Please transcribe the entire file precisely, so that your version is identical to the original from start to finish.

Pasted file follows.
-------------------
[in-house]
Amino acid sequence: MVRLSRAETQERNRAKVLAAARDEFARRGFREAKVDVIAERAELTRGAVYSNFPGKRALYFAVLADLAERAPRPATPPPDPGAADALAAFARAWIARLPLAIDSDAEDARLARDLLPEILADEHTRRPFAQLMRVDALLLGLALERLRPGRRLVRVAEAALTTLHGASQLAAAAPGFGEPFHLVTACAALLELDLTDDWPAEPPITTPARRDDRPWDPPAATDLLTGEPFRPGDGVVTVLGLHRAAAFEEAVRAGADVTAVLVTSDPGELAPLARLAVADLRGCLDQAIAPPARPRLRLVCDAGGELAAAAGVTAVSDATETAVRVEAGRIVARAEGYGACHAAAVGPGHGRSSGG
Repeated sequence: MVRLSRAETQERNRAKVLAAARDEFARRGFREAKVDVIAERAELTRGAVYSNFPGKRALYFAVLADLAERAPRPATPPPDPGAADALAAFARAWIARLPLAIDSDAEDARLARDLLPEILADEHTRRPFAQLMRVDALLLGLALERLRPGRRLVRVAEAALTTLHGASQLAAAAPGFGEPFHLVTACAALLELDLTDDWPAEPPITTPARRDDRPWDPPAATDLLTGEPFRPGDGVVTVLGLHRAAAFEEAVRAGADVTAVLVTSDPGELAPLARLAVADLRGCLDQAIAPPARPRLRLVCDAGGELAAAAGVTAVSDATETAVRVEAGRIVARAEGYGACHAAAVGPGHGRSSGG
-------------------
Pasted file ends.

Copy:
[in-house]
Amino acid sequence: MVRLSRAETQERNRAKVLAAARDEFARRGFREAKVDVIAERAELTRGAVYSNFPGKRALYFAVLADLAERAPRPATPPPDPGAADALAAFARAWIARLPLAIDSDAEDARLARDLLPEILADEHTRRPFAQLMRVDALLLGLALERLRPGRRLVRVAEAALTTLHGASQLAAAAPGFGEPFHLVTACAALLELDLTDDWPAEPPITTPARRDDRPWDPPAATDLLTGEPFRPGDGVVTVLGLHRAAAFEEAVRAGADVTAVLVTSDPGELAPLARLAVADLRGCLDQAIAPPARPRLRLVCDAGGELAAAAGVTAVSDATETAVRVEAGRIVARAEGYGACHAAAVGPGHGRSSGG
Repeated sequence: MVRLSRAETQERNRAKVLAAARDEFARRGFREAKVDVIAERAELTRGAVYSNFPGKRALYFAVLADLAERAPRPATPPPDPGAADALAAFARAWIARLPLAIDSDAEDARLARDLLPEILADEHTRRPFAQLMRVDALLLGLALERLRPGRRLVRVAEAALTTLHGASQLAAAAPGFGEPFHLVTACAALLELDLTDDWPAEPPITTPARRDDRPWDPPAATDLLTGEPFRPGDGVVTVLGLHRAAAFEEAVRAGADVTAVLVTSDPGELAPLARLAVADLRGCLDQAIAPPARPRLRLVCDAGGELAAAAGVTAVSDATETAVRVEAGRIVARAEGYGACHAAAVGPGHGRSSGG